ROCK | Independent Music Guide
w/ Saul Seibert, Brandy and the Butcher, Jump Castle Riot, Johnathan Robinson Band
Sat. Nov. 16
8 p.m.
Tin Roof

The world is an intimidating place for an independent artist. Booking gigs, mastering personal marketing, and building relationships in the industry can be tough, especially for artists trying to make it on their own. Independent Music Guide, an offshoot of South Carolina Music Guide, recognized artists’ struggles and created a system to lend a helping hand. “We provide services to artists such as management, publicity, and PR, as well as covering important updates from album releases, shows, and tours around the world,” says Stephanie Smith, director of Independent Music Guide. If this doesn’t sound cool enough, they’ve also decided to throw a party. The premier global music community is hosting an anniversary event to celebrate their year of success, and they’ve used their musical expertise to create the perfect lineup. “Saul Seibert from Boo Hag is doing a solo set from his new venture, Ballads from the Bordello,” says Smith. “Brandy and the Butcher, a punk band from Columbia, will be blowing the lid off the Tin Roof with Jonathon Robinson’s band following.” To top it all off, Charleston’s own Jump Castle Riot, whose name appeared multiple times in our City Paper Music Awards nominations, will be holding down the fort. A night filled with a little rock, a little blues, a little punk, and a whole lot of fun is what’s on the agenda. “We will have giveaways and four great bands,” says Smith. —Abrie Richison SATURDAY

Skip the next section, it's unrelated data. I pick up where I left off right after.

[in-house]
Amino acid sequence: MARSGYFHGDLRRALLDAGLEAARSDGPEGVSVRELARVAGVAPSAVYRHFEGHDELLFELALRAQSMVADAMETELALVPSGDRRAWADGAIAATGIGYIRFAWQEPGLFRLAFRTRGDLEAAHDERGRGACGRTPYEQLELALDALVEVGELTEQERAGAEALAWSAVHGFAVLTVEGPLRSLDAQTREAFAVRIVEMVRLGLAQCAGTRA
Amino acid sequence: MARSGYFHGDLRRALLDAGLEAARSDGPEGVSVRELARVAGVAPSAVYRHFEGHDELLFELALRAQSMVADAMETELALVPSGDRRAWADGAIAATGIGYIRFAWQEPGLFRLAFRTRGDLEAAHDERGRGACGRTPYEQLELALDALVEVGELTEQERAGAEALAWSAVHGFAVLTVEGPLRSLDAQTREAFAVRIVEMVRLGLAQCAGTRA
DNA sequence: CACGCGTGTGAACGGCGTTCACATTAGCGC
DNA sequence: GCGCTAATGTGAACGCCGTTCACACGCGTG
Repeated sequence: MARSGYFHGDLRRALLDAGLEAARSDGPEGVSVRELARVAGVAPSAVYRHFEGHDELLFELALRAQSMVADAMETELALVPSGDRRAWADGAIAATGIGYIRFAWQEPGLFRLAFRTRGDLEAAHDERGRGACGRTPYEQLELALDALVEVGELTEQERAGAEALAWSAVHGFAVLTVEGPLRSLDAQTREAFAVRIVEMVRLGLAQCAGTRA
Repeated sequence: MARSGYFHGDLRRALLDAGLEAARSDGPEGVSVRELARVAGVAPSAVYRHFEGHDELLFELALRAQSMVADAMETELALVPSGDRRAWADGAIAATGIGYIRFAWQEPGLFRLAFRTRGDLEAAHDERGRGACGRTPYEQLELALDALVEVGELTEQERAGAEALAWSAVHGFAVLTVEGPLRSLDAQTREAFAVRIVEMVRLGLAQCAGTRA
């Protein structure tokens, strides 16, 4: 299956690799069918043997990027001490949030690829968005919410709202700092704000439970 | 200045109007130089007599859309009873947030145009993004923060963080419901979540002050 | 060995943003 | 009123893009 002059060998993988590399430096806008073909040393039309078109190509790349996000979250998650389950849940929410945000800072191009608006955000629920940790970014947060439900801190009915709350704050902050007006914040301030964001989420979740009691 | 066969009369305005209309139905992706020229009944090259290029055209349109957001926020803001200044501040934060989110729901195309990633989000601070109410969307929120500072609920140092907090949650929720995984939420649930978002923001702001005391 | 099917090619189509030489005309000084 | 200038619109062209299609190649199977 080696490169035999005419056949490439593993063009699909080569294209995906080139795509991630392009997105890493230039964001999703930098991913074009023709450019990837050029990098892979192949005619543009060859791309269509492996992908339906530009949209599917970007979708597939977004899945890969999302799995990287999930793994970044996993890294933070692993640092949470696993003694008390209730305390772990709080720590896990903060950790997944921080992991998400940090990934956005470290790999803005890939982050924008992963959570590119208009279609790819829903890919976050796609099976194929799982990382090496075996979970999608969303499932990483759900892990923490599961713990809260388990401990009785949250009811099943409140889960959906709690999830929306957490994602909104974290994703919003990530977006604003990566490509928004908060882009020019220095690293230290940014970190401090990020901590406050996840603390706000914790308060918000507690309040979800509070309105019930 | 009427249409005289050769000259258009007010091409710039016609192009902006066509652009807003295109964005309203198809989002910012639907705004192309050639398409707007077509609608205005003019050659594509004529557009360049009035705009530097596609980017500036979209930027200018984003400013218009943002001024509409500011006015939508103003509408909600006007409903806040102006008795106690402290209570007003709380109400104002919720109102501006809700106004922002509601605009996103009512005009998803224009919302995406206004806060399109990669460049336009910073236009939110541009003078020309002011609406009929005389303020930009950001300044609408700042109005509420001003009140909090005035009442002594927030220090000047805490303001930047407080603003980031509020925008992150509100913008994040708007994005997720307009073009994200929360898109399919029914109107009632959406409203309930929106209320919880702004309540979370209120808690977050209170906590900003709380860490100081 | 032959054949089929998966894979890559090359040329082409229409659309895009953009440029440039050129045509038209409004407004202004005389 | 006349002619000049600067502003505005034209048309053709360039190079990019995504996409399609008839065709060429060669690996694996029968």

GOTH RAP | Ghostemane
Sun. Nov. 17
7 p.m.
Music Farm

Ghostemane is the pseudonym of Eric Whitney, a prolific musician/producer/singer from Florida who delivers a style of rap that is, more often than not, divorced from its usual context within the celebratory world of hip-hop. His rapid-fire flow is draped in a darkness and depression that Ghostemane cultivated while playing in hardcore punk and doom metal bands in his younger years. Like many among the SoundCloud rap scene, you won’t have to listen long before he’ll have you asking the question, “Where have all the good times gone?” That’s not to say that Ghostemane’s work is uninteresting or that there aren’t nods throughout his catalog to the likes of more traditional rap outfits like OutKast and Three 6 Mafia. It’s just that his creative output is more akin overall to that of Marilyn Manson and Nine Inch Nails than to anything that really qualifies as straight up rap. As an artist, Ghostemane has been stretching out even more, of late, while assembling a variety of uniquely themed EPs. A dozen of these have come out over the last five years, including the enigmatic 2019 release Opium. That particular record is a three song acoustic outing that is quietly sung, for the most part, in a way that evokes early Alice in Chains. So, what can we expect from this week’s performance at Music Farm? By most accounts, Ghostemane’s current live sets are populated by shadowy silhouettes and video screens that help him host an eclectic evening of heavy aggression, regardless of what you want to call the genre. —Kevin Wilson SUNDAY